As an English as a Second Language (ESL) teacher at Cégep de Chicoutimi, I integrate current internet culture into my daily teaching practice to enhance student engagement and foster creativity.
From grammar exercises to classic poetry, I build lessons where students will eventually create memes to reinvest their understanding of a poem. Additionally, I suggest various ways of incorporating internet culture in the classroom, including exploring fanfiction and TikTok videos, to help students achieve their learning objectives.
Creative approaches: originality versus novelty
As teachers, we often emphasize the importance of originality when it comes to writing assignments. But there is a misconception that originality is essential to creativity. The problem is that originality is a binary concept: one is either original or not. My experience running writing workshops for teachers tells me that most teachers are uncomfortable when asked to produce original work, and it follows that students feel the same. If an assignment prompt generates discomfort, the learning process is often blocked.
In order to get students to produce creative work and attain learning goals through that creative work, I’ve shifted my focus from requesting originality to encouraging novelty. Novelty is more accessible because the creative process starts from an existing format. For example, all action movies have a protagonist, an antagonist, explosions, fight scenes, and plot twists—but within that framework, there are always new ways for these to be used and arranged.
Full disclosure: this is part of my quest to move away from the standard academic essay toward wider varieties of writing. Inspired by Henry Jenkins’ work on participatory culture, I believe this allows students to attain 21st-century competencies, such as critical thinking and creativity.
I myself began writing fanfiction (creative work based on existing intellectual properties) seriously while I was working on my doctoral dissertation. It provided a much-needed break from the strictures of academic writing and connected me with a larger community of writers. It was, and continues to be, an incredibly exciting creative experience. Students can use a song, story, or movie as a starting point, and add or change elements in their creative work. This allows them to experience a link to a creative community while starting their work on a strong foundation of existing narrative. It steers the students toward creative approaches such as novelty and authenticity. It helps them find ways to express themselves in ways that feel comfortable.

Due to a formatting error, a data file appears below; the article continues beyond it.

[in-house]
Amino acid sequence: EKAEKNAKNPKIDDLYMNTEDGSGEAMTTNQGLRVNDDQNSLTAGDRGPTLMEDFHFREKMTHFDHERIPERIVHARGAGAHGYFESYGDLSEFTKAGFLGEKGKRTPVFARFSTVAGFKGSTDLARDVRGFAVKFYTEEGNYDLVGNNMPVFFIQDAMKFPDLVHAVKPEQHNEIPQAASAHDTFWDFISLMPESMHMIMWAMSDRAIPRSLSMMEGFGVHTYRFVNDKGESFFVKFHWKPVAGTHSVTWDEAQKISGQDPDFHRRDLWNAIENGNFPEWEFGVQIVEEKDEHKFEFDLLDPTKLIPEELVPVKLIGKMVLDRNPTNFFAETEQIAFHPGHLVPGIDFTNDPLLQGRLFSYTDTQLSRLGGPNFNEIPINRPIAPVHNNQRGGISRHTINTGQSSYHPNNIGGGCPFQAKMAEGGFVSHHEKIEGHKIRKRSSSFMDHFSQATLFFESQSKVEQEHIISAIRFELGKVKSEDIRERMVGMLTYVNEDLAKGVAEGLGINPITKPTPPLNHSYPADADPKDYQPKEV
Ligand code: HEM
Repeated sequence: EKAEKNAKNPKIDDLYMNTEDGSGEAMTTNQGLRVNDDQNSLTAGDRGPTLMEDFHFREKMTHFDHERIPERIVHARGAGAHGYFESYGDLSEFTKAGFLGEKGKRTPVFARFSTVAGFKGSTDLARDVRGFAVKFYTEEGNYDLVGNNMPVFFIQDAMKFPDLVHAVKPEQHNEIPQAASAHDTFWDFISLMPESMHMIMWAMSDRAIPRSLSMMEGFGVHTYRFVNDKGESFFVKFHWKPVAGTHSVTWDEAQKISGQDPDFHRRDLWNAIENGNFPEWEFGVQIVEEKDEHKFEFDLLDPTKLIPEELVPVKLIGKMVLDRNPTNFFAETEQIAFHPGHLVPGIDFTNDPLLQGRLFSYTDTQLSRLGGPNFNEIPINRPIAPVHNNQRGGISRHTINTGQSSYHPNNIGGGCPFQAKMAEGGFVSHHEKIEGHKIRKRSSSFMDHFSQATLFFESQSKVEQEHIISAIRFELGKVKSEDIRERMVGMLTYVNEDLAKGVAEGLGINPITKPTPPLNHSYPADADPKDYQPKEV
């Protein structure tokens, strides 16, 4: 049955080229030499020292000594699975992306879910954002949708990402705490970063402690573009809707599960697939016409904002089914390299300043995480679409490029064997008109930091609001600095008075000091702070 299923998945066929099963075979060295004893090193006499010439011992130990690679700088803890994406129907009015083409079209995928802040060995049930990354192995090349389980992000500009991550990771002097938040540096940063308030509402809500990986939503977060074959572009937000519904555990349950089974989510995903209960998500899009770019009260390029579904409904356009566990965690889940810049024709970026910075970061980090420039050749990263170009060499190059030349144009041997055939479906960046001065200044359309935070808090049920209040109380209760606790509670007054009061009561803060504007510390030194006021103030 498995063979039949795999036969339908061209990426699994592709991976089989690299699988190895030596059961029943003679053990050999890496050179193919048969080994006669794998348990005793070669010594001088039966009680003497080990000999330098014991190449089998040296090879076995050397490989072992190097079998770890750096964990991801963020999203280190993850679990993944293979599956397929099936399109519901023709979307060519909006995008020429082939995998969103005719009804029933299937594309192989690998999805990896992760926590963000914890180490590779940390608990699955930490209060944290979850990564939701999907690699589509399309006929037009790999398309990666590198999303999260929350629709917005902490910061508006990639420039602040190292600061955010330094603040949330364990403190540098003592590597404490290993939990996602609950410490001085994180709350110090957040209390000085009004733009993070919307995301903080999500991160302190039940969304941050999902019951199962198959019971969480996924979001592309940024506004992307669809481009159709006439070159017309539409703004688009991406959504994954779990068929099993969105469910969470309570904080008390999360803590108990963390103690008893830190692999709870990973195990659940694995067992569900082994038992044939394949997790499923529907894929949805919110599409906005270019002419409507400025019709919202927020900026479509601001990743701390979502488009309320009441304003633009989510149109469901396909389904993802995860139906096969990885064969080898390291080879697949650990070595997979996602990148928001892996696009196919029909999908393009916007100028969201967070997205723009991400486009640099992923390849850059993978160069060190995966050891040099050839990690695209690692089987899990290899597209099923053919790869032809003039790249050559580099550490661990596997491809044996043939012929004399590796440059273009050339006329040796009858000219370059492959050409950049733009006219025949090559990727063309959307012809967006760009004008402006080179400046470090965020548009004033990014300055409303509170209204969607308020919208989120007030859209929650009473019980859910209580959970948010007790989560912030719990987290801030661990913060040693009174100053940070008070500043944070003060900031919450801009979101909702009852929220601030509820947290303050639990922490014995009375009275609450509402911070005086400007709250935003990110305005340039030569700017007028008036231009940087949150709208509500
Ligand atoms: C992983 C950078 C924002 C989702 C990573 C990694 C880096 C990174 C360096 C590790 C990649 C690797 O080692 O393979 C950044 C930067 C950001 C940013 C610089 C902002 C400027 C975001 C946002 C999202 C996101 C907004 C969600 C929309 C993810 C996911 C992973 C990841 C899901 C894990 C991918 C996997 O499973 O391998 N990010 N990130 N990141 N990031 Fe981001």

Writing elaborate stories in a 45-hour course can be daunting for students. However, there are other, less time-intensive options that demonstrate the difference between originality and novelty and allow teachers to access and support student creativity. Memes, “a unit of cultural transmission,”, or, less frequently, “a unit of imitation” (both defined by Richard Dawkins) are something that all students are familiar with. They make an effective and engaging starting point for creative work.
Even if many students are very familiar with memes, providing them with a few examples is always helpful. An accessible resource for finding memes is knowyourmeme.com. This site provides solid context. It is essential, because:
- the life cycle of a meme is relatively short
- memes often have backgrounds that can be racist, sexist, ableist, or homophobic
That said, there are many classic and hilarious memes that can serve as a touchpoint to help students understand the difference between originality and novelty. As students are usually familiar with the classics, they understand that memes aim for novelty and entertainment but not originality. When reading a meme, they know what to expect because of the predetermined structure, but the underlying concept remains alterable and adaptable.
Sample lesson: poem analysis
As part of my Langue anglaise et culture course (604-102-MQ), I’ve created a 3-part lesson plan using internet culture and the base principles of transformative work to explore the classic poem “This is Just to Say”.